 What happens on a write?
Segmentation versus Paging

Code Data

Paging

Segmentation

## Remark Page Segment

Words per address One Two (Segment and offset)
Programmer visible Invisible Visible to programmer
Replacing a block Trivial Hard
Memory use inefficiency Internal fragmentation External fragmentation

Efficient disk traffic Yes (easy tune the page size) Not always (small segments)
CPU Execution Time
CPU Execution Time
= (CPU Cycle time + Stalled Cycle) X Cycle Time

##  Stalled Cycle = misses x penalty

 Misses given either as misses/1000 instruction or
misses/memory-access AKA miss rate.
 Instruction Count , Cycles per Instruction, Miss are also
required to compute CPU execution time.
Average Access Time with Cache

## Average Access Time

= Hit Time + Miss Rate X Penalty

Multi-level Cache
Avg Access Time = Hit TimeL1 + Miss
RateL1 X PenaltyL1

## PenaltyL1 = Hit TimeL2 + Miss

RateL2 X PenaltyL2
I/O Systems
 Objective
 To understand mainly disk storage
technologies.
Storage Systems
 Individual Disks
 SCSI Subsystem
 RAID
 Storage Area Networks (NAS & SAN)
Disk Storage

##  Disk storage slower

than Memory.
 Disk offers better
volume at a lower
unit price.
 Nicely fit into the
Virtual Memory
concept.
 Critical piece of the
performance puzzle. Courtesy:
www.shortcourses.com/ choosing/storage/06.htm
Disk System
 Disk pack & Cache
 Disk Embedded Controller
 OS (kernel/driver)
 User Program
disk disk

SCSI …
Controller Controller T

SCSI Bus
Host I/O Bus
Individual Disks

Reference: http://www.stjulians.com/cs/diskstoragenotes.html
Components of Disk Access Time

 Seek Time
 Rotational Latency
 Internal Transfer Time
 Other Delays
 That is,
 Avg Access Time =
Avg Seek Time + Avg Rotational Delay +
Problem (page 684)
 Seek Time = 5 ms/100 tracks
 RPM = 10000 RPM
 Transfer rate 40 MB/sec
 Other Delays = 0.1 ms
 Sector Size = 2 KB

## Average Access Time =

Average Seek Time (5ms) +
Average Rotational Delay (time for 1/2 revolution) +
Transfer Time (512/(40x106)) +
= 5 + 103x60/(2x10000) + 512x103/(40x106) + 0.1 ms
= 5 + 3 + 128/104 + 0.1 ms = 5 + 3 + 0.0128 + 0.1 = 8.1128 ms
RAID
 RAID stands for Redundant Array of
Inexpensive/Individual Disks
 Uses a number of little disks instead of one large
disk.
 Six+ Types of RAID (0-5).
Terminologies
 Mean Time Between Failure (MTBF)
 Mean Time To Data Loss (MTTDL)
 Mean Time To Data Inaccessability
(MTTDI)
RAID-0 Striping

## chunk Stripe width

Logical
Storage 01 02 03 04 05 06 07 08 09 10 11 12

01 02 03 04
05 06 07 08
Physical
09 10 11 12
Storage

## n number of independent disks

RAID-0 Performance
 Throughput: best case - nearly n x single
disk value
 Utilization: worst case – nearly (1/ n) x
single disk value
 Data Reliability: (r)n , where r is the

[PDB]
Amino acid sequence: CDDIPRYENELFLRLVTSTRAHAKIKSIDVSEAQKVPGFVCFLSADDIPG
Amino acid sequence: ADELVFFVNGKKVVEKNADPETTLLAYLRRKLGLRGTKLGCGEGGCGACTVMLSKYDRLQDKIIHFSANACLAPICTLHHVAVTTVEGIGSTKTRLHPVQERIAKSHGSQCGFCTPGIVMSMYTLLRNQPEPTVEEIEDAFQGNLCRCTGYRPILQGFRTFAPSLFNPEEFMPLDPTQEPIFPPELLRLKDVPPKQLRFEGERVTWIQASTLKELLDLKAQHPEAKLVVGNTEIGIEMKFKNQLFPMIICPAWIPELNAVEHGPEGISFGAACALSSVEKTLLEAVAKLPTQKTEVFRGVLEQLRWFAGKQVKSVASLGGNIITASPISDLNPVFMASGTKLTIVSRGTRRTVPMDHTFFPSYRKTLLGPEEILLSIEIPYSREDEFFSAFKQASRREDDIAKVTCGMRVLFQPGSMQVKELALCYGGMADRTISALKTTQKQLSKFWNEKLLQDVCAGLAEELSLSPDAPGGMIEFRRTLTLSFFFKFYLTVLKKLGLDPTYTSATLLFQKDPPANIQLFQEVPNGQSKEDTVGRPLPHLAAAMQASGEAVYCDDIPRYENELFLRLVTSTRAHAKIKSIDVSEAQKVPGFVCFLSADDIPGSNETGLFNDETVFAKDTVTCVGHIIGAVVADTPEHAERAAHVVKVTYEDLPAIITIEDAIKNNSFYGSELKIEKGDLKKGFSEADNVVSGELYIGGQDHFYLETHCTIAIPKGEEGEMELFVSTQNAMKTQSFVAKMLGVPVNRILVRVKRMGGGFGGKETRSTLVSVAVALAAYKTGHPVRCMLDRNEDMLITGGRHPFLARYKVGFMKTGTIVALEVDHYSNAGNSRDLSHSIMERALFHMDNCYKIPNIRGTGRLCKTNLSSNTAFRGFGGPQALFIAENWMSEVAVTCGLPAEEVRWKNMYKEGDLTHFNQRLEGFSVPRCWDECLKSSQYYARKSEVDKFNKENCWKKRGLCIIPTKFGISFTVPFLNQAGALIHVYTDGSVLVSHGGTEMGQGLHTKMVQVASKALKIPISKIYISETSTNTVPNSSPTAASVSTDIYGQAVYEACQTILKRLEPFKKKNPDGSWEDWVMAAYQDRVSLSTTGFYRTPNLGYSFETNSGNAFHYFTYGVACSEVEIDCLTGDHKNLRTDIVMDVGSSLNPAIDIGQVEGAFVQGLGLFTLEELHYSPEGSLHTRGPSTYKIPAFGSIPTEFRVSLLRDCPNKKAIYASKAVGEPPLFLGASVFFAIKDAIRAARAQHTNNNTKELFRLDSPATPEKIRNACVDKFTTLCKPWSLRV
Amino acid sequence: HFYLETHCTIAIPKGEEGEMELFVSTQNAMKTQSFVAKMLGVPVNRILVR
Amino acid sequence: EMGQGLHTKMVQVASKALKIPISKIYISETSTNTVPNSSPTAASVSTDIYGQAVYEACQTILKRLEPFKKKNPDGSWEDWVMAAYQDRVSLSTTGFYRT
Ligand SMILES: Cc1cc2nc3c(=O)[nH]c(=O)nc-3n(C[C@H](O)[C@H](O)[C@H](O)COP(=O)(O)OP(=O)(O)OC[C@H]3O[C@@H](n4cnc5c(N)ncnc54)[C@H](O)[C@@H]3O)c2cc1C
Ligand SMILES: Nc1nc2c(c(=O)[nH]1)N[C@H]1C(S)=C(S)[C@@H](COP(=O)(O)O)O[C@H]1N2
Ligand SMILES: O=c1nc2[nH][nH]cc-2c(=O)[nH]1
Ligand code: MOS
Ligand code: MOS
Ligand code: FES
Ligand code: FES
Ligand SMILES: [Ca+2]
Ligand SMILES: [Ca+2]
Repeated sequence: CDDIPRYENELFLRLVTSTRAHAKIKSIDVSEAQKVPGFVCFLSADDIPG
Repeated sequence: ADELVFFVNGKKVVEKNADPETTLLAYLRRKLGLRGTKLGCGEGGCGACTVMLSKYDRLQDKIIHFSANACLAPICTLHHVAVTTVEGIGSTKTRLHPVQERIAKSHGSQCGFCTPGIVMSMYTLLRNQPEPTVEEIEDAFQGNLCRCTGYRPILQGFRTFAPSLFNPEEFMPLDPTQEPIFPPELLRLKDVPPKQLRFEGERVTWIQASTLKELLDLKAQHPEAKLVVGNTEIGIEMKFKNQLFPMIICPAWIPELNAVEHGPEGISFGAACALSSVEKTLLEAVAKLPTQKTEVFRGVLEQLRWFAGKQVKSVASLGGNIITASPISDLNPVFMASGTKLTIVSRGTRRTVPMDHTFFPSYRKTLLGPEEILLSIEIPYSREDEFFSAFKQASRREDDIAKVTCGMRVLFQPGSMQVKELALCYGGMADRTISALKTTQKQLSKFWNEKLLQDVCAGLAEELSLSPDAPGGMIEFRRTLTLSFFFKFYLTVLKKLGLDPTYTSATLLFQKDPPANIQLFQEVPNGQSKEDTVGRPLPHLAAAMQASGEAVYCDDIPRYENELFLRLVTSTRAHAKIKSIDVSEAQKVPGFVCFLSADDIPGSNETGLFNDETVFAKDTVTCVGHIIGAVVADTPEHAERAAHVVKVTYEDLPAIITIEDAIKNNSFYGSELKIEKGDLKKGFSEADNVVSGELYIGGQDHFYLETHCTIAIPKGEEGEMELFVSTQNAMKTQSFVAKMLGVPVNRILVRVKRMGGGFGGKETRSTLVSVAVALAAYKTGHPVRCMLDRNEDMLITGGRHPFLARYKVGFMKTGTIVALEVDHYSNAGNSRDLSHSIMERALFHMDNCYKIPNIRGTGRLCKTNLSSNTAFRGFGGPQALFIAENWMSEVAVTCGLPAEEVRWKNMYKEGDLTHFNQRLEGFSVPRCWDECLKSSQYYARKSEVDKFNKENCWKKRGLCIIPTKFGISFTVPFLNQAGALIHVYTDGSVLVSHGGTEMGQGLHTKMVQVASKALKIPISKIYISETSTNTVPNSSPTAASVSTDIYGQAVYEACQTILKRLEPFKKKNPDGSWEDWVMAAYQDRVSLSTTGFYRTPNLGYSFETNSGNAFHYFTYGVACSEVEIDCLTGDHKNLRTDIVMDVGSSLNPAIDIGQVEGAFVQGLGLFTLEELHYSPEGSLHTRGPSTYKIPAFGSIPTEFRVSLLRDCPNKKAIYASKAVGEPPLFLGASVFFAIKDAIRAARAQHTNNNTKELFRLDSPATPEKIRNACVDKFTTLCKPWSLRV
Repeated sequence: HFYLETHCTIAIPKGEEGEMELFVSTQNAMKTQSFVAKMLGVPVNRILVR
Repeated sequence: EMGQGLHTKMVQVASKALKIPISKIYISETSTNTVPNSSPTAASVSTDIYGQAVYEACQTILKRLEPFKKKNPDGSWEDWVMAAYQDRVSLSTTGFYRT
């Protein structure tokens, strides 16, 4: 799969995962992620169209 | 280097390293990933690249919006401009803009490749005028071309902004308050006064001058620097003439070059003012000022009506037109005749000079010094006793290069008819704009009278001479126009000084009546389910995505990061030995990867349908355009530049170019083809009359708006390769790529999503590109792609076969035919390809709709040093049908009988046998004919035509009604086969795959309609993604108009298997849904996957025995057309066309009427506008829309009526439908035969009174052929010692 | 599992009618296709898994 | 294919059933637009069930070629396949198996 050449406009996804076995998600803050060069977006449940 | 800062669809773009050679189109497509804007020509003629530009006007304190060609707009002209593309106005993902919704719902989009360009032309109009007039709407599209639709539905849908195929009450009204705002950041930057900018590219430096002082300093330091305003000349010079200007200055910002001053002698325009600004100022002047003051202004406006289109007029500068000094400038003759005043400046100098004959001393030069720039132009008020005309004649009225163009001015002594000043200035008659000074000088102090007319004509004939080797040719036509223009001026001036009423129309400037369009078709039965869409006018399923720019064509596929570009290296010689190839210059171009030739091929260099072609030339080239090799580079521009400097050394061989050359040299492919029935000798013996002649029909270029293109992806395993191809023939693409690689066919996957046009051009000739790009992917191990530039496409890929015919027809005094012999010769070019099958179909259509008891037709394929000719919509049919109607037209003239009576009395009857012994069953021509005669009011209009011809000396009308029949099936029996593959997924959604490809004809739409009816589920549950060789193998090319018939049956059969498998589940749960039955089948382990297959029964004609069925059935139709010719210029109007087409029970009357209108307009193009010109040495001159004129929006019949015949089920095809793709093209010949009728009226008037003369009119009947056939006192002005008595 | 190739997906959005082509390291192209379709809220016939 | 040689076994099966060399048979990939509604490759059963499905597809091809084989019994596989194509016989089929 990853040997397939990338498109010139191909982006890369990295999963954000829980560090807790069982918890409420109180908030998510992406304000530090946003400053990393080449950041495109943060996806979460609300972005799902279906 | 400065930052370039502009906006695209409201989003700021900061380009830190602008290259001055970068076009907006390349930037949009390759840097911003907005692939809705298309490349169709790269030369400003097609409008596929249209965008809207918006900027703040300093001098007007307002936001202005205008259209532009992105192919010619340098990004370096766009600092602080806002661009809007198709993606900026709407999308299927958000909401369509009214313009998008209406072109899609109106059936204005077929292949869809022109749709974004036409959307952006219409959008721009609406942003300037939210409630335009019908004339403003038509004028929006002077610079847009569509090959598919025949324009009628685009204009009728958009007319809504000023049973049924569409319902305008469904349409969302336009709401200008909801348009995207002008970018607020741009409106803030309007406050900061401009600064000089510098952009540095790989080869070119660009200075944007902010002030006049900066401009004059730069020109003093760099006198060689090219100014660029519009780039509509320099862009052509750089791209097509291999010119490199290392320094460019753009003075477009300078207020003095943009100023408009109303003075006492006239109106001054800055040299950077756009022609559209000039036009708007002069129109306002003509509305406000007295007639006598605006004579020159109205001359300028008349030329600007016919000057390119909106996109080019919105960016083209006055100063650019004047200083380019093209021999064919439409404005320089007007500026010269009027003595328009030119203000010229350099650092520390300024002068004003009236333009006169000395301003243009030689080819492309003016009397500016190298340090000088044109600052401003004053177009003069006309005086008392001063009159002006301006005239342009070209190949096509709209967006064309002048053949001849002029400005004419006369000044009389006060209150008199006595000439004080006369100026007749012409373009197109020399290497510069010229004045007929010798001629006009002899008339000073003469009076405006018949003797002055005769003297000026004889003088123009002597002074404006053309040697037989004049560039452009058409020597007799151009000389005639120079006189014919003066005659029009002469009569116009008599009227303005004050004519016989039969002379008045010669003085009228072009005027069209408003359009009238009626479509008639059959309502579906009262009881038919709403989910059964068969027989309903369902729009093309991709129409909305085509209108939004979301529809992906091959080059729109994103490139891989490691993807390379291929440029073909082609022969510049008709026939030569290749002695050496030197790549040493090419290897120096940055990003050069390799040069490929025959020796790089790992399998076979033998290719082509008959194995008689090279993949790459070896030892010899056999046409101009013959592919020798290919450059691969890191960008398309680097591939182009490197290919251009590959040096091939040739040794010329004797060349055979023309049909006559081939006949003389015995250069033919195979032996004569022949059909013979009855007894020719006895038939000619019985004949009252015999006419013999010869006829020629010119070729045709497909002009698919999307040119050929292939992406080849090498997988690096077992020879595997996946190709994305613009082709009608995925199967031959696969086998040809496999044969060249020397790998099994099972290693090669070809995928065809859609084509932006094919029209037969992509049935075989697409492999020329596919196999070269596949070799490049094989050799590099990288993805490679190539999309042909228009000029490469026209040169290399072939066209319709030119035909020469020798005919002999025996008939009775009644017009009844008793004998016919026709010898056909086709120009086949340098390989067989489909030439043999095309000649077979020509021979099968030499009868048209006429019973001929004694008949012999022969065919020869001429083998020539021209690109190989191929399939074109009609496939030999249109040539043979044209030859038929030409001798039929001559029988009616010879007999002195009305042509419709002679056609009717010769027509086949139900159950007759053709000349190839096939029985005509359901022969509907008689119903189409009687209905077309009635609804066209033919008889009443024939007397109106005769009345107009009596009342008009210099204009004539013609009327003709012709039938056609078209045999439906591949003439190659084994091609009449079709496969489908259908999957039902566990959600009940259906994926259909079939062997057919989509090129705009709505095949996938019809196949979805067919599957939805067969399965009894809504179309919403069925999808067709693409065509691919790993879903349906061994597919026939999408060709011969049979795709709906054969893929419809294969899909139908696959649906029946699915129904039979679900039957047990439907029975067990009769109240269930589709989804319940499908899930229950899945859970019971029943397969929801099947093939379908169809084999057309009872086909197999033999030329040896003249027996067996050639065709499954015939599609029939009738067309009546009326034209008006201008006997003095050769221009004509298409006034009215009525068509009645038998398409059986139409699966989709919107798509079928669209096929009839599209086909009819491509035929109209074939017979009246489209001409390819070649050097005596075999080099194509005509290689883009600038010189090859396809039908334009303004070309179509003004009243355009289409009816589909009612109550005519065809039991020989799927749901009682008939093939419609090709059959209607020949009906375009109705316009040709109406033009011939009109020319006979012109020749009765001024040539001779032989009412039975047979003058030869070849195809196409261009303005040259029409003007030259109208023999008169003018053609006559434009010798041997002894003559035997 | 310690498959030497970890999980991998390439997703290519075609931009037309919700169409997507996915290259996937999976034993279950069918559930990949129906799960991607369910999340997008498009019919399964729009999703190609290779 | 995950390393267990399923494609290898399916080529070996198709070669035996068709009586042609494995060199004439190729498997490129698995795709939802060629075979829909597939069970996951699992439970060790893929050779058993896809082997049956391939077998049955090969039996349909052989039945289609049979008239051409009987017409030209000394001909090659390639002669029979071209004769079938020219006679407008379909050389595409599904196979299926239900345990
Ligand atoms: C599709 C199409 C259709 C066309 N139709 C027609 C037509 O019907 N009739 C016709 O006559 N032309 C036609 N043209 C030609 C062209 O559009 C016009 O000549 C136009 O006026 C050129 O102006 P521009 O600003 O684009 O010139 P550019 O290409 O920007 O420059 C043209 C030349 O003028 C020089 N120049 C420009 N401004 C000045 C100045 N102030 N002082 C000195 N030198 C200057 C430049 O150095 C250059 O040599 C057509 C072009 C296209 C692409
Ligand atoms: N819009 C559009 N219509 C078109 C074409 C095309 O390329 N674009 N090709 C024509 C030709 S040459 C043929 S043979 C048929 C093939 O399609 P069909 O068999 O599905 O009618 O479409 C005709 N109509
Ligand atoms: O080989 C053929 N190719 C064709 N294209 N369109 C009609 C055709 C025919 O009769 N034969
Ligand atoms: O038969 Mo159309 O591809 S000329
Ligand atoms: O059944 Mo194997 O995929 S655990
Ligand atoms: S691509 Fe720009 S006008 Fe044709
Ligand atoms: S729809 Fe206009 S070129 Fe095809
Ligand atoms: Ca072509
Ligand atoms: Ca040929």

reliability of a disk, (r ≤ 1).
 Sequential Access: Fast
Access offers better performance.
 When r = 0.8 and n = 2, reliability is 0.64
RAID-1 Mirroring
Reliability Problem.
is used. 02
 Data is not lost when a 03
disk goes down.
 One or more disks can be
used to mirror primary
disk.
 Writes are posted to 01
disks. 03
 Read from any of them.
RAID-1 Performance
 Reliability is improved with mirroring:
 (1- (1-r)(1-r))
 Example: when r is 0.8, the reliability of RAID-1 is
.96.
 Writes are more complex – must be committed to
 Writes much slower due to atomicity requirement.
 Expensive – due to 1-to-1 redundancy.
 Throughput: Same as single disk value
 Utilization: ½ of single disk value
RAID 0+1 -Stripping & Mirroring
RAID 0 + 1
RAID 1

RAID 0 RAID 0

01 02 01 02
03 04 03 04
05 06 05 06

n disks n disks
Performance RAID-0+1
 Let the Reliability of a RAID 0 sub-tree be R’:
 Then the reliability of RAID 1 tree = 1 – (1-R’)(1-

R’)
 Reliability R’ is:
 R’ = r2 (reliability of a single disk is r):
 Throughput is same as RAID-0, however with 2 x
n disks
 Utilization is lower than RAID-0 due to mirroring
 “Write” is marginally slower due to atomicity
 When r = 0.9, R’ = 0.81, and R = 1 – (0.19)2 = .96
RAID 1+0 - Mirroring & Stripping
RAID 1+0

RAID 0

RAID 1 RAID 1

01 01 02 02
03 03 04 04
05 05 06 06
Performance RAID-1+0
 Let the Reliability of a RAID 1 sub-tree be R’:
 Then the reliability of RAID 0 tree = (R’)2

 Reliability R’ is:
 R’ = 1-(1-r)2 (reliability of a single disk is r):
 Throughput is same as RAID-0, however with 2 x n disks
 Utilization is lower than RAID-0 due to mirroring
 “Write” is marginally slower due to its atomicity
 When r = 0.9, R’ = 0.99, and R = (0.99)2 = .98
RAID-2 Hamming Code Arrays
 Low commercial interest due to
complex nature of Hamming code
computation.
RAID-3 Stripping with Parity

Single Bits
Or Words Stripe width
Logical
Storage 01 02 03 04 05 06 07 08 09 10 11 12

01 02 03 04 P0
Physical
Storage 05 06 07 08 P1
09 10 11 12 P2

Parity Disk
RAID-3 Operation
 Based on the principle of reversible form
of parity computation.
 Where Parity P = C0⊕ C1⊕ … Cn-1⊕ Cn⊕
 Missing Stripe Cm = P ⊕ C0⊕ C1⊕ … Cm-1⊕ Cm+1⊕… Cn-1⊕ Cn
RAID-3 Performance
 RAID-1’s 1-to-1 redundancy issue is addressed by 1-for-n
Parity disk. Less expensive than RAID-1
 Rest of the performance is similar to RAID-0.
 This can withstand the failure of one of its disks.
 Reliability = all the disks are working + exactly one failed

= rn + nc1rn-1.(1-r)
 When r = 0.9 and n = 5
= 0.95 + 5 x 0.94 x (1- 0.9)
= 0.6 + 5x0.66 x 0.1
= 0.6 + 0.33 = .93
RAID-4 Performance
 Similar to RAID-3, but supports
larger chunks.
 Performance measures are similar
to RAID-3.
RAID-5 (Distributed Parity)
Chunk
Stripe width
Logical
Storage 01 02 03 04 05 06 07 08 09 10 11 12

Physical 01 02 03 04 P0
Storage P1 05 06 07 08
09 P2 10 11 12

Parity Disk
RAID-5 Performance
 In RAID-3 and RAID-4, Parity Disk is
a bottleneck for Write operations.
 This issue is addressed in RAID-5.
 Optical Disk
 RAID study material
 Worked out problems from the text